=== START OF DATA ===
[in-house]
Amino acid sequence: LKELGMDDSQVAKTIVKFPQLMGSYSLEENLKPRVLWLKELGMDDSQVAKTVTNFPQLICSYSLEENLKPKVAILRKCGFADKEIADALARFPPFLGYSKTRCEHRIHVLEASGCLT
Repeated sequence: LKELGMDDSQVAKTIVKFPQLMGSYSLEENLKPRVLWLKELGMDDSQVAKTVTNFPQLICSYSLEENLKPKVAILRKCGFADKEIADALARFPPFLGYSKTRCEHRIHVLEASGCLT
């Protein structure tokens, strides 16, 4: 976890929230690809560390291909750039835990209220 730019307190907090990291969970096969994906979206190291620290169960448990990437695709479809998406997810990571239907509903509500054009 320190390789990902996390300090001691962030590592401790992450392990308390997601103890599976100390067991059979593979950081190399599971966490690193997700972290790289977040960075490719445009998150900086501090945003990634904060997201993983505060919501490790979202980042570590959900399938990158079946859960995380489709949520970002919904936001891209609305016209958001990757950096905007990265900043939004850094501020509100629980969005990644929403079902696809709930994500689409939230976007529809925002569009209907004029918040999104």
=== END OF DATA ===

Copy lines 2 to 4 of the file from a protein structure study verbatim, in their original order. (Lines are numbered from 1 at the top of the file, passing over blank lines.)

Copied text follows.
Amino acid sequence: LKELGMDDSQVAKTIVKFPQLMGSYSLEENLKPRVLWLKELGMDDSQVAKTVTNFPQLICSYSLEENLKPKVAILRKCGFADKEIADALARFPPFLGYSKTRCEHRIHVLEASGCLT
Repeated sequence: LKELGMDDSQVAKTIVKFPQLMGSYSLEENLKPRVLWLKELGMDDSQVAKTVTNFPQLICSYSLEENLKPKVAILRKCGFADKEIADALARFPPFLGYSKTRCEHRIHVLEASGCLT
């Protein structure tokens, strides 16, 4: 976890929230690809560390291909750039835990209220 730019307190907090990291969970096969994906979206190291620290169960448990990437695709479809998406997810990571239907509903509500054009 320190390789990902996390300090001691962030590592401790992450392990308390997601103890599976100390067991059979593979950081190399599971966490690193997700972290790289977040960075490719445009998150900086501090945003990634904060997201993983505060919501490790979202980042570590959900399938990158079946859960995380489709949520970002919904936001891209609305016209958001990757950096905007990265900043939004850094501020509100629980969005990644929403079902696809709930994500689409939230976007529809925002569009209907004029918040999104």